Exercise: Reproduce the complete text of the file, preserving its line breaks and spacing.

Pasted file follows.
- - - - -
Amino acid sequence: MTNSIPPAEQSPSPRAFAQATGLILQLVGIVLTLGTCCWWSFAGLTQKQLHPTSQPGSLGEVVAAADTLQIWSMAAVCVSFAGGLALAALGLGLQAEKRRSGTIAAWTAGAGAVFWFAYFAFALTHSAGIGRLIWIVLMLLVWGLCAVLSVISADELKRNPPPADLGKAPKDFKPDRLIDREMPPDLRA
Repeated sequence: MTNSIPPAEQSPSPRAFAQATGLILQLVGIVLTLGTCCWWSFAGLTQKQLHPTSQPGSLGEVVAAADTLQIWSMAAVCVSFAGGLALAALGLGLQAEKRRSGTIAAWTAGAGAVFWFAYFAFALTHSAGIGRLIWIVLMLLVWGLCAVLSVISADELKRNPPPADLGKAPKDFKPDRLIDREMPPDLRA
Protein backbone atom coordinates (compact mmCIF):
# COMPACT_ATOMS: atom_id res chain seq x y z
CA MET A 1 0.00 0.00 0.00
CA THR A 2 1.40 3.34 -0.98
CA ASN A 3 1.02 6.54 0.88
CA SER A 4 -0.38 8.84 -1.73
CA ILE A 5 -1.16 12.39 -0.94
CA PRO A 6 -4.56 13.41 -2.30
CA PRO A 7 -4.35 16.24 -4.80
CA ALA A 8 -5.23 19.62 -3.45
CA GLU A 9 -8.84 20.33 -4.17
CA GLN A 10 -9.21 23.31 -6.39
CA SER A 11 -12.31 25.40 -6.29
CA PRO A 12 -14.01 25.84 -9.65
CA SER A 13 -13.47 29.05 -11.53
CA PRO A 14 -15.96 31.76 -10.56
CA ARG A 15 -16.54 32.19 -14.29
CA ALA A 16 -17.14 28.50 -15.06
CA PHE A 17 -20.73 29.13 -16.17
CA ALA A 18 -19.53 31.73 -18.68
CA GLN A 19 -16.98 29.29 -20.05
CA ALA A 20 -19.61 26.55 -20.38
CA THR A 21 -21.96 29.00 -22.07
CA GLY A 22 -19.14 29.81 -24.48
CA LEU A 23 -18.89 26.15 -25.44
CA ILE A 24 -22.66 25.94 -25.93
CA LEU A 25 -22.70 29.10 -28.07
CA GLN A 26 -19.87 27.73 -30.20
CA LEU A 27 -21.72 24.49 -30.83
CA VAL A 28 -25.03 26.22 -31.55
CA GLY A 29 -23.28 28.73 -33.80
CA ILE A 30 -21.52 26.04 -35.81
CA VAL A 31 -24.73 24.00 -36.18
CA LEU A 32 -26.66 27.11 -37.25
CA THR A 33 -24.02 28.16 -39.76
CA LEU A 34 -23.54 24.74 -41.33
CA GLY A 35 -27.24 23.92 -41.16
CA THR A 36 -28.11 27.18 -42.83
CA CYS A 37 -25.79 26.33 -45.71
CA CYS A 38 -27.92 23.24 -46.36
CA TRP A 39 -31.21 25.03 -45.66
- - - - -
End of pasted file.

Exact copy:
Amino acid sequence: MTNSIPPAEQSPSPRAFAQATGLILQLVGIVLTLGTCCWWSFAGLTQKQLHPTSQPGSLGEVVAAADTLQIWSMAAVCVSFAGGLALAALGLGLQAEKRRSGTIAAWTAGAGAVFWFAYFAFALTHSAGIGRLIWIVLMLLVWGLCAVLSVISADELKRNPPPADLGKAPKDFKPDRLIDREMPPDLRA
Repeated sequence: MTNSIPPAEQSPSPRAFAQATGLILQLVGIVLTLGTCCWWSFAGLTQKQLHPTSQPGSLGEVVAAADTLQIWSMAAVCVSFAGGLALAALGLGLQAEKRRSGTIAAWTAGAGAVFWFAYFAFALTHSAGIGRLIWIVLMLLVWGLCAVLSVISADELKRNPPPADLGKAPKDFKPDRLIDREMPPDLRA
Protein backbone atom coordinates (compact mmCIF):
# COMPACT_ATOMS: atom_id res chain seq x y z
CA MET A 1 0.00 0.00 0.00
CA THR A 2 1.40 3.34 -0.98
CA ASN A 3 1.02 6.54 0.88
CA SER A 4 -0.38 8.84 -1.73
CA ILE A 5 -1.16 12.39 -0.94
CA PRO A 6 -4.56 13.41 -2.30
CA PRO A 7 -4.35 16.24 -4.80
CA ALA A 8 -5.23 19.62 -3.45
CA GLU A 9 -8.84 20.33 -4.17
CA GLN A 10 -9.21 23.31 -6.39
CA SER A 11 -12.31 25.40 -6.29
CA PRO A 12 -14.01 25.84 -9.65
CA SER A 13 -13.47 29.05 -11.53
CA PRO A 14 -15.96 31.76 -10.56
CA ARG A 15 -16.54 32.19 -14.29
CA ALA A 16 -17.14 28.50 -15.06
CA PHE A 17 -20.73 29.13 -16.17
CA ALA A 18 -19.53 31.73 -18.68
CA GLN A 19 -16.98 29.29 -20.05
CA ALA A 20 -19.61 26.55 -20.38
CA THR A 21 -21.96 29.00 -22.07
CA GLY A 22 -19.14 29.81 -24.48
CA LEU A 23 -18.89 26.15 -25.44
CA ILE A 24 -22.66 25.94 -25.93
CA LEU A 25 -22.70 29.10 -28.07
CA GLN A 26 -19.87 27.73 -30.20
CA LEU A 27 -21.72 24.49 -30.83
CA VAL A 28 -25.03 26.22 -31.55
CA GLY A 29 -23.28 28.73 -33.80
CA ILE A 30 -21.52 26.04 -35.81
CA VAL A 31 -24.73 24.00 -36.18
CA LEU A 32 -26.66 27.11 -37.25
CA THR A 33 -24.02 28.16 -39.76
CA LEU A 34 -23.54 24.74 -41.33
CA GLY A 35 -27.24 23.92 -41.16
CA THR A 36 -28.11 27.18 -42.83
CA CYS A 37 -25.79 26.33 -45.71
CA CYS A 38 -27.92 23.24 -46.36
CA TRP A 39 -31.21 25.03 -45.66